The trip was uneventful and my client was all smiles as we pulled up. He had a machine waiting to help unload and the pieces were in place in minutes. I would return to do the finishing touches when they had the building constructed around the pieces we had done.
Stay tuned for the final installment...

Saturday, May 15, 2010

Small simple bits make for a larger and complex project.

The beauty of using EnRoute is that these seemingly complex pieces can be made relatively simply. I only built the file once and then resized it for the three applications. Gluing the pieces back to back gave me the pieces I needed for the pump toppers and the sign. Multiple pieces, as required for this project are as simple as creating a copy and then nesting the pieces to fit on the Precision Board.
On this project the routed pieces were relatively small, but by using the router to produce the most complex parts it saved me a bunch of time over all. Using the router also ensured conformity in multiples. Using EnRoute allowed me to make these pieces NOT appear to be machine made.
The gas pumps were fashioned the same way as the car. A 'pencil rod' frame was welded over a simple structural steel. This would allow for safe transport and installation in one piece.

Before we started in on the paint I took it for a test drive to make sure it felt right. Stay tuned for some paint shots and the final installation...

Friday, May 14, 2010

Small piecess in a large puzzle

As I revisited the project we had done pre-router days it made me appreciate just how much easier things are these days with our high tech tools. The project I put the finishing touches to wasn't largely done with the modern ways, but they did play an important part and made the project both faster and easier as well as better.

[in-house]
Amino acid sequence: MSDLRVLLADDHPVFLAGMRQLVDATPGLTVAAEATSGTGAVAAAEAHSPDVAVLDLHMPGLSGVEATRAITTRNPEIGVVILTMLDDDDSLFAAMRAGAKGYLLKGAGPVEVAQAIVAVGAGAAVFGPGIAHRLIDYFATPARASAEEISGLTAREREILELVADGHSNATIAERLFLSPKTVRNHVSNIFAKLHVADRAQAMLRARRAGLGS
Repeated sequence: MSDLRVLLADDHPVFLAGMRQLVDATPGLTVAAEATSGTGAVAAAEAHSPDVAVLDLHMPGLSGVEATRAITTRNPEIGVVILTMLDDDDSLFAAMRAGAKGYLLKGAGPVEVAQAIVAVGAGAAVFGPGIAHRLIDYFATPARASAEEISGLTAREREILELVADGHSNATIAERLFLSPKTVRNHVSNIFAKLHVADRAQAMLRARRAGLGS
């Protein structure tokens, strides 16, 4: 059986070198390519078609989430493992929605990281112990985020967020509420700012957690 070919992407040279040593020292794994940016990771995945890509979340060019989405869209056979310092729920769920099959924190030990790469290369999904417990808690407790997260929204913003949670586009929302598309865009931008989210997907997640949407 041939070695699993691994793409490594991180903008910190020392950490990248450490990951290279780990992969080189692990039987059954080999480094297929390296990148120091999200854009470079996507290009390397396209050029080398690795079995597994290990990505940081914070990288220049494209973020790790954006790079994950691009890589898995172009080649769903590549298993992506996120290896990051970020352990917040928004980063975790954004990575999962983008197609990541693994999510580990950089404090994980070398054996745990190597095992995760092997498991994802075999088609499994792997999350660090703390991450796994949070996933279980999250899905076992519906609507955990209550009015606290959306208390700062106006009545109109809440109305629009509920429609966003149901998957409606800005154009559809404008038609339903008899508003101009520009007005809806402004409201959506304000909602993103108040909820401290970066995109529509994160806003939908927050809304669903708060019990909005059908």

The project was the entrance/ticket booth for a bumper car attraction. It was part of an adventure golf (double course) we had done six years previously. This would feature the same theme (1920's & 30's) as the rest of the entertainment facility. I designed an old time gas station as the primary feature. The car would be interactive and act as a photo opportunity. The gas station would be the ticket booth.
The plans were pretty basic, drawn mostly to help the customer understand how it would all go together. To keep the project within budget he would fabricate the building after we had delivered the pieces. I would return when he was finished to do the faux rock work around the bottom of the building.
The signs, pump toppers, gauges and logos would all be designed using EnRoute and then routed out of 30 lb Precision Board. The car, pumps and post would be sculpted by hand using epoxy over a welded steel frame. This would be the fastest and best way to do the project.
While the MultiCam did the routing I set to work on the welding of the framework, test driving it every once in a while to make sure it was right.. This was a cartoon world where 'conventional' methods simply don't work that well.

Once the framework was done, some expanded lath was carefully 'tied' on and two layers of sculpting epoxy was sculpted into place forming the skin of the car body. The routed pieces would be sculpted into the antique gas pumps.
It all came together fairly quickly. The routed pieces were designed in my 'famous' wiggly style to fit in with what I did by hand. Stay tuned for the progress...

Thursday, May 13, 2010

We can go back once in a while...

They say we can never go back. This week however, I had a chance to do just that. I was doing some work on a project that was started before we bought our MultiCam five years ago. Everything was done by hand in those days and our material selection was very different than we have now. I got to see how our project had fared out in the weather for about six years in a harsh, coastal, salt water environment. For the most part the adventure golf had weathered well, even though the maintenance had not been quite as vigorous as I had recommended. The project was largely built of sculpted concrete over a welded steel framework. Most of the features had been built in our (new) shop and then transported to the site. That was a first for us as previous to that we had built everything on site.